What is the proportion of abstracts presented at eye and vision conferences that are subsequently published in full articles and what factors are associated with more frequent publications?
In this systematic review and meta-analysis, 38% of abstracts presented at eye and vision conferences were subsequently published in full. Oral presentations and basic science research were significantly associated with more frequent publications.
These data suggest that most research presented at eye and vision conferences does not reach the public domain within 2 years, indicating the need to investigate the underlying reasons for nonpublication within 2 years of presentation.
Conference proceedings are platforms for early communication and dissemination of relevant and timely topics of interest. More than half of abstracts presented at biomedical conferences fail to be published in full, resulting in wasted time and resources.
To systematically review reports evaluating the proportion of abstracts presented at eye and vision conferences that are subsequently published in full and investigate factors associated with publication.
MEDLINE, Embase, the Cochrane Central Register of Controlled Trials, Web of Science, and reference lists of included reports were systematically searched from inception to January 11, 2019.
Reports that examined the proportion of abstracts presented at eye and vision conferences and subsequently published in peer-reviewed journals 24 or more months later.
Data Extraction and Synthesis
Two reviewers independently assessed study eligibility, abstracted data, and evaluated the risk of bias. A meta-analysis was conducted to determine the proportion of abstracts published in full and assess factors associated with subsequent full publication.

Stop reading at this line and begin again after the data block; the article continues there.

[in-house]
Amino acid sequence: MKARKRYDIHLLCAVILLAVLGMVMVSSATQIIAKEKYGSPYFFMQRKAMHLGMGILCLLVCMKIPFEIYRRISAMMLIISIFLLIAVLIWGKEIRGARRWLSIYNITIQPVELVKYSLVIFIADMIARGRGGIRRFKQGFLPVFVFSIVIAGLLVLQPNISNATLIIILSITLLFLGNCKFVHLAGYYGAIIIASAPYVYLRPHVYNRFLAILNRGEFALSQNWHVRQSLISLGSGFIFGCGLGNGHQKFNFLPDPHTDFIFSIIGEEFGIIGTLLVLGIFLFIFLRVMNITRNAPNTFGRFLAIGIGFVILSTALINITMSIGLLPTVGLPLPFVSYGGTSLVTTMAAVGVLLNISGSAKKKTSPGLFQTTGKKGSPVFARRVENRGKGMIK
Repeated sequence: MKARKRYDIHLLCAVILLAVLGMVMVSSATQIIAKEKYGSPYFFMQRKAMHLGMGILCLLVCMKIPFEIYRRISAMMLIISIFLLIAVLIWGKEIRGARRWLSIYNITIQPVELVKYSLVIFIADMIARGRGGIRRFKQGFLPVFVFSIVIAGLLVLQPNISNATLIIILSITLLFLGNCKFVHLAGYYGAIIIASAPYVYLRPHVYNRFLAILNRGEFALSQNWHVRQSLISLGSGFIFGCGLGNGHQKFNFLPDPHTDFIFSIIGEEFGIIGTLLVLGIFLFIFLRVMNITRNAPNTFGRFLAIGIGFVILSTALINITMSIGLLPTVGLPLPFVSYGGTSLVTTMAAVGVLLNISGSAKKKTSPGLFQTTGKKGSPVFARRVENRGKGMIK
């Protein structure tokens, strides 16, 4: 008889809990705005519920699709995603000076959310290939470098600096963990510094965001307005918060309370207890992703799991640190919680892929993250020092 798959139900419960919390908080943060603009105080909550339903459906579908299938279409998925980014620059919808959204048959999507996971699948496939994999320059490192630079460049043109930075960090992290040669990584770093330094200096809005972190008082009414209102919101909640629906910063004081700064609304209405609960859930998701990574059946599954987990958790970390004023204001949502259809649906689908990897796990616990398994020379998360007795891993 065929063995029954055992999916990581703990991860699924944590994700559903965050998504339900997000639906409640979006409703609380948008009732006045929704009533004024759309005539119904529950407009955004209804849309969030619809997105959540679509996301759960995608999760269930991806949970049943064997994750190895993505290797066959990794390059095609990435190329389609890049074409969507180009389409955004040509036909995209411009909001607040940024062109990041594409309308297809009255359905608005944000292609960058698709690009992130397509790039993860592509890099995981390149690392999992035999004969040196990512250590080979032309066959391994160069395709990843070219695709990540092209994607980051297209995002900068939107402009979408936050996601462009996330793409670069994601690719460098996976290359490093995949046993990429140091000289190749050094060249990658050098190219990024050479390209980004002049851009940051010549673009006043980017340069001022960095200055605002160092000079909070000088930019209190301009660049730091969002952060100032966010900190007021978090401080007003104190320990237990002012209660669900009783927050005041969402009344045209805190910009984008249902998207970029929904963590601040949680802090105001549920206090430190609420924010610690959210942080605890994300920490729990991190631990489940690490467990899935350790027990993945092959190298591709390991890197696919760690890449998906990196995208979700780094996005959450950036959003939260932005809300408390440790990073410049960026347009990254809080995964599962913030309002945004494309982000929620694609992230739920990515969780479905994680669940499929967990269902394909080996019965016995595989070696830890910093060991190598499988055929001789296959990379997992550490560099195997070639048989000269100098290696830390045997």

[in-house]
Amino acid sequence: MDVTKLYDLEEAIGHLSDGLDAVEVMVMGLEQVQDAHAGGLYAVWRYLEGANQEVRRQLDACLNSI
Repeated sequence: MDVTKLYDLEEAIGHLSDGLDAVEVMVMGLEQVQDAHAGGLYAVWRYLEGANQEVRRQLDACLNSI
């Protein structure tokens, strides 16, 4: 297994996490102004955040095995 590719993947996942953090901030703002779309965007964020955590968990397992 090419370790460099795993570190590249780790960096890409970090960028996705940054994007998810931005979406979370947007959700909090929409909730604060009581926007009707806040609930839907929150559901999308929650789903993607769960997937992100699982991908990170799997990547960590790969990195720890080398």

Main Outcomes and Measures
Proportion of abstracts presented at eye and vision conferences subsequently published in full.
There were 19 reports covering 12 261 abstracts presented at 11 unique eye and vision conferences. The overall risk of bias of the reports was low. The weighted proportion of abstracts published in full was 38.0% (95% CI, 31.7%-44.3%) and 54.9% (95% CI, 34.6%-73.7%) among reports restricted to abstracts describing randomized clinical trials. Nine reports (47.4%) investigated the proportion of abstracts subsequently published by ophthalmic subspecialties, ranging from 28.3% (oculoplastics: 95% CI, 17.2%-42.9%) to 42.7% (glaucoma: 95% CI, 34.7%-51.0%). Oral presentation (risk ratio, 1.45; 95% CI, 1.20-1.76) and basic science (risk ratio, 1.25; 95% CI, 1.05-1.47) were significantly associated with higher full publication; factors not significantly associated with full publication included positive results, randomized clinical trial vs other study design, multicenter study, and industry funding.
Conclusion and Relevance
More than 60% of abstracts presented at eye and vision conferences were not published in full within 2 years of conference presentation. Failure to disseminate research studies in peer-reviewed journals is not desired, especially when involving human participants.
Biomedical conferences are the primary venues to bring researchers together to present their work to the scientific community. Conferences are an integral part of the scientific process because they facilitate dissemination of research findings. Across all biomedical fields, more than half of all abstracts and one-third of randomized clinical trials (RCTs) initially presented at conference proceedings fail to be published as journal articles.1,2 These unpublished results are often only located in conference proceedings or journal supplements and are not indexed or identifiable in commonly used electronic bibliographic databases (eg, PubMed). Although Embase began indexing abstracts from the Association for Research in Vision and Ophthalmology (ARVO) starting in 2014 and European Association for Vision and Eye Research Conference (EVER) in 2015,3 it does not index the American Academy of Ophthalmology (AAO), one of the largest international eye and vision conferences.3 Thus, abstracts from AAO must be retrieved from conference archives of society webpages. Because conference abstracts contain important study information that is unavailable elsewhere, systematic reviewers need to purchase society memberships or manually search conference proceedings to retrieve all relevant studies. This approach is cost-intensive and error-prone if many manual searches are required for systematic reviews.